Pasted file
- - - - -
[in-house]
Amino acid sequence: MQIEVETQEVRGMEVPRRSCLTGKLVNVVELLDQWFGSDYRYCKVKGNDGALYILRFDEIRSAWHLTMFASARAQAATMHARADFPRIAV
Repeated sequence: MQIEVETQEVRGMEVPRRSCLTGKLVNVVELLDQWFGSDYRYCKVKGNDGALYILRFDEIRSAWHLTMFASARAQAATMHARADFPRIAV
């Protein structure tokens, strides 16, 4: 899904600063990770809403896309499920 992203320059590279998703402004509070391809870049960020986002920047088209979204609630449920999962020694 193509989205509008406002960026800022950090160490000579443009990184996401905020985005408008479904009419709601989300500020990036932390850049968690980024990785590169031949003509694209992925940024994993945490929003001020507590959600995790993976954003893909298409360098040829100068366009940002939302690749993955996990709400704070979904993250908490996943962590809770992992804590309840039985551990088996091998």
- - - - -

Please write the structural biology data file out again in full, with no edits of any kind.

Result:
[in-house]
Amino acid sequence: MQIEVETQEVRGMEVPRRSCLTGKLVNVVELLDQWFGSDYRYCKVKGNDGALYILRFDEIRSAWHLTMFASARAQAATMHARADFPRIAV
Repeated sequence: MQIEVETQEVRGMEVPRRSCLTGKLVNVVELLDQWFGSDYRYCKVKGNDGALYILRFDEIRSAWHLTMFASARAQAATMHARADFPRIAV
């Protein structure tokens, strides 16, 4: 899904600063990770809403896309499920 992203320059590279998703402004509070391809870049960020986002920047088209979204609630449920999962020694 193509989205509008406002960026800022950090160490000579443009990184996401905020985005408008479904009419709601989300500020990036932390850049968690980024990785590169031949003509694209992925940024994993945490929003001020507590959600995790993976954003893909298409360098040829100068366009940002939302690749993955996990709400704070979904993250908490996943962590809770992992804590309840039985551990088996091998």